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Jubilee Class 4-6-0 45695 Minotaur
Built: Crewe Works
Entered Service: 26th March 1936
Blackpool Central - 1/1/48 to 4/52
Bank Hall - 4/52 to 9/52
Farnley Jct - 9/52 to 1/64
(Source: BR Steam Locomotives Complete Allocations History 1948-1968 by Hugh Longworth)
Withdrawn: 18th January 1964
Scrapped: The locomotive was cut up on site at Broadheath goods yard. This would appear to have been a rather protracted operation. A correspondent (Mr Ted Buckley) recalls visiting the location on Sunday 27th September, i.e over eight months after the accident, and the frames, cab, and front tubeplate and smokebox were still in evidence - a slow and undignified end.
Locomotives used in the salvage operation were as follows:
42970 - Nuneaton (5E)
48310 - Longsight (9A)
70051 - Crewe North (5A)
48555 - Stoke (5D)
Minotaur's Final Journey - By Ken Millward
On the night of 17th/18th January 1964 a collision occurred at Broadheath near Altrincham between 1N07, the 2237 Up Mail train from Liverpool Lime Street to York, and a freight train.
This is an extract from page 41 of the 1964 list of railway accidents describing the incident.
43. Failures of a combination of staff in different departments
18th January. - The signalman at Broadheath (L.M. Region), on a line used almost exclusively by freight trains, intended to shunt a freight train from the Up to the Down line to allow the one Up Class 1 mail train that runs on it, to pass, but omitted to reverse the facing end of a crossover, with the result that the train was set back on the Up line; he then gave " Train Out of Section " and pulled off his signals for the mail train. The guard failed to check the lie of the points, as he should have done under the Rules when no shunt signal is provided, and the fireman also assumed the train had crossed over to the Down line and signed the Train Register in accordance with the Rules, for the Down line. By the time the driver and the guard realised what had happened, it was too late to avert a collision, which resulted in the engine of the mail train being turned over on its side, the first five coaches being derailed and the brakevan and last six wagons of the freight train being extensively damaged.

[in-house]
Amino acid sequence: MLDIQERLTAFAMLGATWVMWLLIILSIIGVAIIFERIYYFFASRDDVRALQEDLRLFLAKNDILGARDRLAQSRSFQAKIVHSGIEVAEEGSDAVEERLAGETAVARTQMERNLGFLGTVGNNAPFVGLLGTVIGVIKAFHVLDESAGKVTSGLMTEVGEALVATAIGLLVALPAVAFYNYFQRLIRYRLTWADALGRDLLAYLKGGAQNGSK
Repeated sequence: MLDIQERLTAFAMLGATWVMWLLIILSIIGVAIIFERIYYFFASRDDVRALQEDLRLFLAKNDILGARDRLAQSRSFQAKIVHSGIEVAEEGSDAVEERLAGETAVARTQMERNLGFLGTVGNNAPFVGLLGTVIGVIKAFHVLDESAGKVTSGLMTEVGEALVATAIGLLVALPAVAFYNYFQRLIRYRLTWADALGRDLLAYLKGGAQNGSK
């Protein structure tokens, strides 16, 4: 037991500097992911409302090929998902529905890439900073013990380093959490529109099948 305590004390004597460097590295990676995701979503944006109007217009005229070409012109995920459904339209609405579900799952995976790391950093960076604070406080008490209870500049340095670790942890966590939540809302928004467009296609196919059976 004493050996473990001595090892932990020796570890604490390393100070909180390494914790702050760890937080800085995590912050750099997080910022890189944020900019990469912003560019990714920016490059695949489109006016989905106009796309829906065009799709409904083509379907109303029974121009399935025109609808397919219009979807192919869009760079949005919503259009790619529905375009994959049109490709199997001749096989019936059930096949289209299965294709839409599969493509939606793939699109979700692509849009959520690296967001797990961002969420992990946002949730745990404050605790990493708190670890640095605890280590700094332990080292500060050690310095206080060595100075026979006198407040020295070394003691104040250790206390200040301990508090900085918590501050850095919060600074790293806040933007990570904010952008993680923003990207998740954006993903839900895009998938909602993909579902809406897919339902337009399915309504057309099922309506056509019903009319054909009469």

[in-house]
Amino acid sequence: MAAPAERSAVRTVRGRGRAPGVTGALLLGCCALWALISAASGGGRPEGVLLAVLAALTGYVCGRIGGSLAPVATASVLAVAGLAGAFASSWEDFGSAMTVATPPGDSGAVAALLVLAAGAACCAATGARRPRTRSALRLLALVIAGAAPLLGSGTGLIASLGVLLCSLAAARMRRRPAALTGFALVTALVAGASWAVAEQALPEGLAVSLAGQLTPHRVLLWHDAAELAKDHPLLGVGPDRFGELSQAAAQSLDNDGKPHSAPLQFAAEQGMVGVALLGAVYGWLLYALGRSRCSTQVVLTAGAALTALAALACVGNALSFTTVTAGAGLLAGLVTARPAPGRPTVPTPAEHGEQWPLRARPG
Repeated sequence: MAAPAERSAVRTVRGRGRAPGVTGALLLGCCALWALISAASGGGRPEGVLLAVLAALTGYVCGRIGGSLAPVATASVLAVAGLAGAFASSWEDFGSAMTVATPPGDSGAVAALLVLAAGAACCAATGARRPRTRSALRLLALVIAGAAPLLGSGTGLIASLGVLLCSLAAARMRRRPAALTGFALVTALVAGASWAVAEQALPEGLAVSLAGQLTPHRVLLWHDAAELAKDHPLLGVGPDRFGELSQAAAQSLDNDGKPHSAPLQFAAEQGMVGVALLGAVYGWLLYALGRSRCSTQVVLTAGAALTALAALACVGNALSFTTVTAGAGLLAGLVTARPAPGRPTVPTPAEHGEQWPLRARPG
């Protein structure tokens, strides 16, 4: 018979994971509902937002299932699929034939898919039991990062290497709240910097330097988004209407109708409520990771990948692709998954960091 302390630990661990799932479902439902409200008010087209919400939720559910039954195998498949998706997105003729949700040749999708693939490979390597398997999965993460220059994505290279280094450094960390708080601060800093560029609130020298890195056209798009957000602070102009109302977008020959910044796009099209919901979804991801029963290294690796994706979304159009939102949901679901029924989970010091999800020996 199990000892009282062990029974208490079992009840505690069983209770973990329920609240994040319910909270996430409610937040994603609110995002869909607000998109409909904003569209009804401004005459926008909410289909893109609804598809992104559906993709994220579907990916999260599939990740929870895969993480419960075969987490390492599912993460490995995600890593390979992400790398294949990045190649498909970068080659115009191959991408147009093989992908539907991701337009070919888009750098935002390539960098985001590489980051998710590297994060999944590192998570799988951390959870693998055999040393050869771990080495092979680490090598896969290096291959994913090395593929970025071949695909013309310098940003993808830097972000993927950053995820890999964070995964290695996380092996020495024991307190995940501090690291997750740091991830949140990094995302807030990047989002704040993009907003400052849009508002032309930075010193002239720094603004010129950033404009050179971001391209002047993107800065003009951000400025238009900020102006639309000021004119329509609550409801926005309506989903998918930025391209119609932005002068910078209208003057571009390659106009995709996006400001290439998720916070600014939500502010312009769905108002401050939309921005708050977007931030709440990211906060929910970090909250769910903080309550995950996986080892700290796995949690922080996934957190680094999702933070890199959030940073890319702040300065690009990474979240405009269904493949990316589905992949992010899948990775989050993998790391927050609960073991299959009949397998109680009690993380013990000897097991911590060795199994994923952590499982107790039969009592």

The late Peter Michie visited the scene and recorded the images below of the clear up.
(Above) This is the view from the overbridge, the point of the collision, looking towards Broadheath Station and signalbox. The large buildings on the right hand side of the photograph are the premises of the Churchill Machine Tool Company. In the distance, just beyond the ex-LNW semaphore, is the down siding where the engine of the Up Mail, Jubilee class 4-6-0 45695 Minotaur has been placed after recovery. The decision was later made to cut up the locomotive on site.
(Above) The tender from Minotaur is in the left side of the picture, standing in the Up lay-by siding. Behind this is one of the vans from the breakdown train. In the foreground is the shattered brakevan of the freight train complete with art work on its side panelling.